Healthy Living: Local News
Shedding light on sinus cancer
Story Updated: Nov 7, 2011
EL PASO, Texas (NBC) - If you're feeling stopped up, your head hurts, and your nose is running, chances are you're one of the 12 million Americans with allergy and sinus problems.
But a Texas doctor is sounding the alarm about a cancer that acts just like a sinus infection, but can be aggressive and deadly.
Melinda Sanker is savoring every moment with her daughter Challie. She's on the heels of a tough fight with cancer.
It started with what Melinda thought was a sinus infection: trouble breathing, pressure in her face, and headaches.
"Then it wasn't getting any better so I went back and again we did steroids and antibiotics for awhile. Then one morning I woke up and I could visibly see something in my nose. I didn't know what it was."
A second opinion by UT Southwestern ENT doctor Pete Batra revealed it was a malignant polyp.
Melinda was surprised
"You expect breast cancer, if that runs in your family, but you never expect someone to say you have sinus cancer at 41-years-old."
Melinda was lucky. The cancer had not spread to her brain or eyes. Surgery removed the tumor, radiation followed, and chemotherapy every other week for six weeks, and for Melinda, it was tough.
"My skin became raw and burned. My whole neck area, because they radiated my lymph nodes in my neck."
Doctor Batra says Melinda's case is rare, about one in every 100 thousand people. But he sees four or five cases like hers every week.
"They're often healthy people who are just going about their business and all of a sudden develop nasal blockage or develop nasal bleeding and all of a sudden, that have this extensive tumor and everything else comes to a screeching halt."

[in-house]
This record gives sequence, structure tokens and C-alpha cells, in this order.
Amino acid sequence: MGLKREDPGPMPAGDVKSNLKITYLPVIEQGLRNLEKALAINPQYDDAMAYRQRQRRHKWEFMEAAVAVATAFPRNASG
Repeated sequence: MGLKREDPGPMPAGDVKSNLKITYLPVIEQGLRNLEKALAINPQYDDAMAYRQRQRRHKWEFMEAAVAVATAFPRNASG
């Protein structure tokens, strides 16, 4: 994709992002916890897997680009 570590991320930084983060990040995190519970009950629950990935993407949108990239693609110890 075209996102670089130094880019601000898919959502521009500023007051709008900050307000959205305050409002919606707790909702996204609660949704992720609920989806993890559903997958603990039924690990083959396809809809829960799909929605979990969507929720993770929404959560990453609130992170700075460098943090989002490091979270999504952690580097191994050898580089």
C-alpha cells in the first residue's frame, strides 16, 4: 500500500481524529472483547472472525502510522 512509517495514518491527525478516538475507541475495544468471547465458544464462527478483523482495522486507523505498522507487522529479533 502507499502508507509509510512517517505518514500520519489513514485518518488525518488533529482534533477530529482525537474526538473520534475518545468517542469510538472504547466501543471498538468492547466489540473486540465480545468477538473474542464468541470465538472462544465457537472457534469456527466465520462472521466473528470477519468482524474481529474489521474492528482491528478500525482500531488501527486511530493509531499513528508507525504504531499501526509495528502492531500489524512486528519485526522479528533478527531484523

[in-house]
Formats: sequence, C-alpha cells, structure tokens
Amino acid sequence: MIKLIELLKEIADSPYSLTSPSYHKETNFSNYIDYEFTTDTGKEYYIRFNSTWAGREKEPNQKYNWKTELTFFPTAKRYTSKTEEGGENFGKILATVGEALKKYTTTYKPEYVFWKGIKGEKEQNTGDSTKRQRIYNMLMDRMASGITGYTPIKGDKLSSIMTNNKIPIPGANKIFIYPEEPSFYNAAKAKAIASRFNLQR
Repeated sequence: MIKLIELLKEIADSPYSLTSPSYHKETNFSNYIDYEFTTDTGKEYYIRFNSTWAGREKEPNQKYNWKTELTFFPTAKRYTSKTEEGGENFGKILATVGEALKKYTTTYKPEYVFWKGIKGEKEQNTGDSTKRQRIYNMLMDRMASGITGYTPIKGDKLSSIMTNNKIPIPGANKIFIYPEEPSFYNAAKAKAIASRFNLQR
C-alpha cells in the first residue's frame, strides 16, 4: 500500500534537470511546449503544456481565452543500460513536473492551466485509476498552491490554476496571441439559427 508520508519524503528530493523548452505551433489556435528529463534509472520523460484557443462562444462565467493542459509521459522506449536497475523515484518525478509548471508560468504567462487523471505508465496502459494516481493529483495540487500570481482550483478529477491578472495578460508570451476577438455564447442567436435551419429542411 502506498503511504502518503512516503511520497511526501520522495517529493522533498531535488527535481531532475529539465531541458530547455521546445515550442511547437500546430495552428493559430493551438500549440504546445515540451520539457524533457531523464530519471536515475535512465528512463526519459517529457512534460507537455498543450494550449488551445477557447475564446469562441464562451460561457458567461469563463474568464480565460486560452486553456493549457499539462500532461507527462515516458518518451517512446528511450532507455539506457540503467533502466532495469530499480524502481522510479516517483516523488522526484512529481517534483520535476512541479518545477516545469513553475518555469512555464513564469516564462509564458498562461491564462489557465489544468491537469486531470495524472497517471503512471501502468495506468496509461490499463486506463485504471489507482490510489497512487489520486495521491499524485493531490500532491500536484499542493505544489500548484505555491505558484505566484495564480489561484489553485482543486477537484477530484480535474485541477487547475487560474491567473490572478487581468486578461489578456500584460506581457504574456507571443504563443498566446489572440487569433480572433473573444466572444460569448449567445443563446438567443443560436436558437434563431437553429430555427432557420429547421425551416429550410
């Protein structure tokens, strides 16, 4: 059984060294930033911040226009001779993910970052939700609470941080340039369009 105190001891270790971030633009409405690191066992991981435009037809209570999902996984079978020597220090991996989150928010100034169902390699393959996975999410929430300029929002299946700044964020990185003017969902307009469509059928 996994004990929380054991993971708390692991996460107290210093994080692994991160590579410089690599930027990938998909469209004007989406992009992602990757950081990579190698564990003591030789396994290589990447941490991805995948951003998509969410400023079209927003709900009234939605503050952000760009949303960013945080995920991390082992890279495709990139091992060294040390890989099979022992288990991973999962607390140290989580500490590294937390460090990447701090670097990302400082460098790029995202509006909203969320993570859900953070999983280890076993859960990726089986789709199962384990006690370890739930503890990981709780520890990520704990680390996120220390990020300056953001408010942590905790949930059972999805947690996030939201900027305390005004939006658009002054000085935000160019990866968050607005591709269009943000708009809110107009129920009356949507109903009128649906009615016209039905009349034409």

Doctor Batra says look for:
- Progressive nasal blockage not relieved by medications
- Severe pain or headaches
- Nasal bleeding
- And a change in vision, especially double vision
Go see an ent who has sophisticated scans and scopes if these symptoms persist.
"Many of these patients can have involvement in the brain. I've seen these tumors go clear into the eye, so there can be some serious dire consequences for delaying diagnosis."
Melinda Sanker is now cancer free. She's hoping to regain her sense of smell, but thankful to be alive, and has this warning for others.
"You've got to be on top of it and if you don't get the diagnosis that you feel comfortable with and if the symptoms persist and are not going away, go back and fight for yourself."
Melinda will have check-ups with her doctor every six months but is doing well.